What is Trade Credit Insurance, how do you know when you need it and how do you access it?  

Trade Credit insurance essentially provides businesses with protection if customers, who owe you money, are unable or unwilling to pay – protection from bad debts. Trade Credit insurance insures your accounts receivable (invoices) being unpaid, caused by a customer going bankrupt, defaulting or refusing to pay. 


There are a number of different types of Trade Credit insurance:

  • “Whole account” or “Whole Turnover”: this type of policy covers all your invoices from all your customers
  • Critical or key customer cover: this covers a business for only certain specified named customers such as a key account whose default could financially threaten the business
  • Single invoice, single contract: this covers single invoices against a single customer 

Export trade credit insurance: this covers non-payment by overseas customers and can be extended to insure the business against political risk where the government causes the payment failure (such as import/export restrictions or foreign currency restrictions), government interventions and dis-honoured letters of credit. 


How do you know when you need it – is answered quite simply by looking at the type of insurance on offer. Once you start trading internationally the risks you face in terms of delays or even misunderstandings become exaggerated. We know that exporting takes at least 3 times longer than any UK or home market sale and this time pressure is one of the first, and main, issues new exporters face.

Recognising that it is uncompetitive and, frankly, unviable in many cases to demand advance payment from customers is the first step towards using and valuing the trade credit insurance market. However, extending credit terms to customers exposes businesses to the risk of bad debts. Trade Credit insurance protects a business’s cash flow by ensuring that you get paid even if your customer(s) go under or fail to pay. Insolvency, lack of cash, or delays in customers being paid themselves are some of the reasons why invoices aren’t paid.

Trading internationally can expose your company to many global risks and these are often beyond your control and hard to predict. Very few people would have predicted at the beginning of 2020 that several airlines would fail, so insuring against the “unknown” continues to be important and more valuable now in light of the economic stresses caused by COVID-19 and forecasted insolvencies.

trade credit


The UK Government’s decision to create a £10 billion reinsurance programme earlier this year, as a “backstop” to help UK businesses during the pandemic, demonstrates how valuable Trade Credit insurance is to business-to-business trade. This is however a temporary Government scheme and is expected to be tapered down.

SMEs with a smaller customer base means each customer represents a relatively large risk. New companies are more likely to have more limited amount of capital which they don’t want to put at risk.  

Trade credit insurance can also help companies secure finance from lenders (and could reduce the cost of funds) as well as increasing a company’s confidence to explore trade with new countries and win new contracts by being able to offer credit terms to customers.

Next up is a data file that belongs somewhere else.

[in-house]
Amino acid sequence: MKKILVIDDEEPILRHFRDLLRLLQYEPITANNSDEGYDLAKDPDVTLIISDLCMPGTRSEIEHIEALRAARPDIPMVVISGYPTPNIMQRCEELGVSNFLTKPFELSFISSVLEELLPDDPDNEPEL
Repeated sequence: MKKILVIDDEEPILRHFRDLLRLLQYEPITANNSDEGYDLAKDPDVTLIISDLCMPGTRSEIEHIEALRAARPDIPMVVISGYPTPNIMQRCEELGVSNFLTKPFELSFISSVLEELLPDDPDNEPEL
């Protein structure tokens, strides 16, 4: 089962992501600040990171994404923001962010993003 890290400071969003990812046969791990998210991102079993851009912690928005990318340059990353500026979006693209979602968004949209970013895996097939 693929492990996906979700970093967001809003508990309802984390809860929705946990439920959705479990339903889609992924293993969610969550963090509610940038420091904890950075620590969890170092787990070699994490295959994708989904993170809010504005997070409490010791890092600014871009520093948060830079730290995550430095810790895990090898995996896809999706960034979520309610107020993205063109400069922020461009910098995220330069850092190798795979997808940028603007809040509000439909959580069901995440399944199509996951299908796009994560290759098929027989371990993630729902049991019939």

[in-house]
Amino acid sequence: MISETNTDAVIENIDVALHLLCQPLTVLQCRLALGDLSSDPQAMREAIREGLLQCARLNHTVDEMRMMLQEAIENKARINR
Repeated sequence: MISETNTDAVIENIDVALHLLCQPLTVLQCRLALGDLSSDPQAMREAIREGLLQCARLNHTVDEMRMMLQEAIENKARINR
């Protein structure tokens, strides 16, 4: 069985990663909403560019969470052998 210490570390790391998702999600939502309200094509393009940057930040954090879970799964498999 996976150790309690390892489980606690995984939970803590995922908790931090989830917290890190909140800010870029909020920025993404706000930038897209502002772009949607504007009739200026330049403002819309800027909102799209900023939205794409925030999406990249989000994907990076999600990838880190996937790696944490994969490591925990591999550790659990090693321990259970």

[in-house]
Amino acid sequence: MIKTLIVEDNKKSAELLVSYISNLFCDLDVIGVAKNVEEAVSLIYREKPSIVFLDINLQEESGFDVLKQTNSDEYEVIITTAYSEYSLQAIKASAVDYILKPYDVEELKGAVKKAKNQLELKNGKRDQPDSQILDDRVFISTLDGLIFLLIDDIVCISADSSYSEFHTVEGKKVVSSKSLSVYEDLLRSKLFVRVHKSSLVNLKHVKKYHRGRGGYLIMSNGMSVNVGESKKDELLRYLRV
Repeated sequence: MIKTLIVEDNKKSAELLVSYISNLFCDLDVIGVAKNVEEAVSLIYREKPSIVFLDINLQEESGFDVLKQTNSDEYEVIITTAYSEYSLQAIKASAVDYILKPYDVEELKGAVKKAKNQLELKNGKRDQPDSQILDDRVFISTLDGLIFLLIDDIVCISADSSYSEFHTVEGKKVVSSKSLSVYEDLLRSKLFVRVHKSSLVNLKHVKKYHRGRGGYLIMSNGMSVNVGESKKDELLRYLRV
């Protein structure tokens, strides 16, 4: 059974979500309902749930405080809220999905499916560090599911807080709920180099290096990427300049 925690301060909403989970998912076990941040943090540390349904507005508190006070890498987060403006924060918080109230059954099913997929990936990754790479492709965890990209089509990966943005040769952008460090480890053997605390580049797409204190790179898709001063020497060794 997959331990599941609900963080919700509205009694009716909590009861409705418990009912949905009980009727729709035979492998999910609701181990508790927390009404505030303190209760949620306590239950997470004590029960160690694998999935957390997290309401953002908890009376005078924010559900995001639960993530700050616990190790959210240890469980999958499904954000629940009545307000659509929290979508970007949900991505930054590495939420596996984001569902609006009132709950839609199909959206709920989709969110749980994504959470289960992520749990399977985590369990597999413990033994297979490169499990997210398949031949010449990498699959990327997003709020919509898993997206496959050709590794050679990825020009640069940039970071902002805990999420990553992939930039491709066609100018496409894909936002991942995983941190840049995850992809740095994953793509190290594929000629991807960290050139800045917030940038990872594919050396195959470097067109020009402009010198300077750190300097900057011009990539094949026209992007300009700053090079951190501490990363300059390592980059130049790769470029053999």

In addition to the protection against non-payment of goods, many Trade Credit insurers provide portfolio monitoring so that you can track your customer’s credit worthiness (ability to pay), improve your own credit management practices and provide access to debt collection services. If the debt collection service comes as a package, then, if for example, your customer has gone bankrupt the insurance company will deal with the receiver or liquidator on your behalf.


Although Trade Credit insurance covers against your buyer being declared insolvent (due to receivership, administration, liquidation, winding up or a court compromise with all creditors) or bankrupt, it will not cover you for disputed invoices and may not cover you for invoice payment terms which exceed 120 days from the date of the invoice. 

In some instances, insurers may not cover the total amount of the trade but only a certain percentage and policies often stipulate deductibles. Standard exclusions would include foreign exchange risk currency fluctuations and might exclude claims caused by Political Risks (for example, war, invasion, expropriation, nationalisation or confiscation by order of a government) or Terrorism.

The UK does have its own Export Credit Agency – UK Export Finance and this agency is very proactive in the space of supporting UK businesses. They are remitted by the government not to let any business fail in international trade for the sake of finance. This means the UKEF works with the high street banks to provide help and finance for business but there is a cost and it is imperative that you start planning this process early – research shows that some businesses start looking for finance a little as 3 days before they need the money – this is not a good plan. 

Talk to as many people as possible and listen to their experiences. Learn from these mistakes. Make sure you can build a sustainable business in new export markets by understanding some of the commitments, issues, and risk you may face early enough to find a mitigation or insurance to cover the exposure. Making money from a new market is the only way to make it sustainable.  


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